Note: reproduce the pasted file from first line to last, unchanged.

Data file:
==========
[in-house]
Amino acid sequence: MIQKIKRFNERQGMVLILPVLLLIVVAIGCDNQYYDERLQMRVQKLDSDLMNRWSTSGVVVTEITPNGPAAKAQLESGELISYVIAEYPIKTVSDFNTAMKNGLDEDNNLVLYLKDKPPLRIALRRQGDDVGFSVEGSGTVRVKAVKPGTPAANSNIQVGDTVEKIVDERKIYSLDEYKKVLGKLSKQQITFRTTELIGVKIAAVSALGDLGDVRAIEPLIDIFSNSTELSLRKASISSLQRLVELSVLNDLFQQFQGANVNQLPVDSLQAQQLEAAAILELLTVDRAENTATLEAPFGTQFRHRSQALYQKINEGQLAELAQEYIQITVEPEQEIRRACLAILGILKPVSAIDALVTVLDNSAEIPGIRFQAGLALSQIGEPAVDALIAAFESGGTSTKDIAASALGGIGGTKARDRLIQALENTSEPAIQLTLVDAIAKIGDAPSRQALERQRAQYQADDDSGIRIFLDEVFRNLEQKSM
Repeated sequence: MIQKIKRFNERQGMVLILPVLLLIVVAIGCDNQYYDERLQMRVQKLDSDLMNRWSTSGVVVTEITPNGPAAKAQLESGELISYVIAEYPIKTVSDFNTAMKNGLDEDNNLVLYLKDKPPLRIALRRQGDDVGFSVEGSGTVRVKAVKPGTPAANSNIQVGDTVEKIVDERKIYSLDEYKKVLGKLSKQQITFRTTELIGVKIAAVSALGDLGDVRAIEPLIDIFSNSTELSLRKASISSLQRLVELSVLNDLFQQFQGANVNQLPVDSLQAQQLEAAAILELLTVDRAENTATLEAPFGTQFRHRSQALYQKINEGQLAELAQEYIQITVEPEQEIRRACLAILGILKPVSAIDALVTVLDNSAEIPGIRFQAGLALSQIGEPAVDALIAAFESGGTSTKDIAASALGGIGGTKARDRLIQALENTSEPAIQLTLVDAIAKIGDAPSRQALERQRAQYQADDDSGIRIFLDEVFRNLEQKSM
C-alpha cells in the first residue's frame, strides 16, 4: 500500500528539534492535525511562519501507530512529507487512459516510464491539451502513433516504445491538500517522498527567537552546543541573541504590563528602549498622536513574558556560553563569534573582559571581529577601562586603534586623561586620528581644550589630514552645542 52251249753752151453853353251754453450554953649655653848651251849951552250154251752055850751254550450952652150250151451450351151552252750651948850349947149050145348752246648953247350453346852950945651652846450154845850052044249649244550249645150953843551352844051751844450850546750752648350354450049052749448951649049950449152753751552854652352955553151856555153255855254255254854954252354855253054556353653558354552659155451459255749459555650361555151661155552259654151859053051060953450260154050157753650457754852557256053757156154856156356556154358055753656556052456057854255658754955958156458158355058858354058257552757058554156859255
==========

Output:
[in-house]
Amino acid sequence: MIQKIKRFNERQGMVLILPVLLLIVVAIGCDNQYYDERLQMRVQKLDSDLMNRWSTSGVVVTEITPNGPAAKAQLESGELISYVIAEYPIKTVSDFNTAMKNGLDEDNNLVLYLKDKPPLRIALRRQGDDVGFSVEGSGTVRVKAVKPGTPAANSNIQVGDTVEKIVDERKIYSLDEYKKVLGKLSKQQITFRTTELIGVKIAAVSALGDLGDVRAIEPLIDIFSNSTELSLRKASISSLQRLVELSVLNDLFQQFQGANVNQLPVDSLQAQQLEAAAILELLTVDRAENTATLEAPFGTQFRHRSQALYQKINEGQLAELAQEYIQITVEPEQEIRRACLAILGILKPVSAIDALVTVLDNSAEIPGIRFQAGLALSQIGEPAVDALIAAFESGGTSTKDIAASALGGIGGTKARDRLIQALENTSEPAIQLTLVDAIAKIGDAPSRQALERQRAQYQADDDSGIRIFLDEVFRNLEQKSM
Repeated sequence: MIQKIKRFNERQGMVLILPVLLLIVVAIGCDNQYYDERLQMRVQKLDSDLMNRWSTSGVVVTEITPNGPAAKAQLESGELISYVIAEYPIKTVSDFNTAMKNGLDEDNNLVLYLKDKPPLRIALRRQGDDVGFSVEGSGTVRVKAVKPGTPAANSNIQVGDTVEKIVDERKIYSLDEYKKVLGKLSKQQITFRTTELIGVKIAAVSALGDLGDVRAIEPLIDIFSNSTELSLRKASISSLQRLVELSVLNDLFQQFQGANVNQLPVDSLQAQQLEAAAILELLTVDRAENTATLEAPFGTQFRHRSQALYQKINEGQLAELAQEYIQITVEPEQEIRRACLAILGILKPVSAIDALVTVLDNSAEIPGIRFQAGLALSQIGEPAVDALIAAFESGGTSTKDIAASALGGIGGTKARDRLIQALENTSEPAIQLTLVDAIAKIGDAPSRQALERQRAQYQADDDSGIRIFLDEVFRNLEQKSM
C-alpha cells in the first residue's frame, strides 16, 4: 500500500528539534492535525511562519501507530512529507487512459516510464491539451502513433516504445491538500517522498527567537552546543541573541504590563528602549498622536513574558556560553563569534573582559571581529577601562586603534586623561586620528581644550589630514552645542 52251249753752151453853353251754453450554953649655653848651251849951552250154251752055850751254550450952652150250151451450351151552252750651948850349947149050145348752246648953247350453346852950945651652846450154845850052044249649244550249645150953843551352844051751844450850546750752648350354450049052749448951649049950449152753751552854652352955553151856555153255855254255254854954252354855253054556353653558354552659155451459255749459555650361555151661155552259654151859053051060953450260154050157753650457754852557256053757156154856156356556154358055753656556052456057854255658754955958156458158355058858354058257552757058554156859255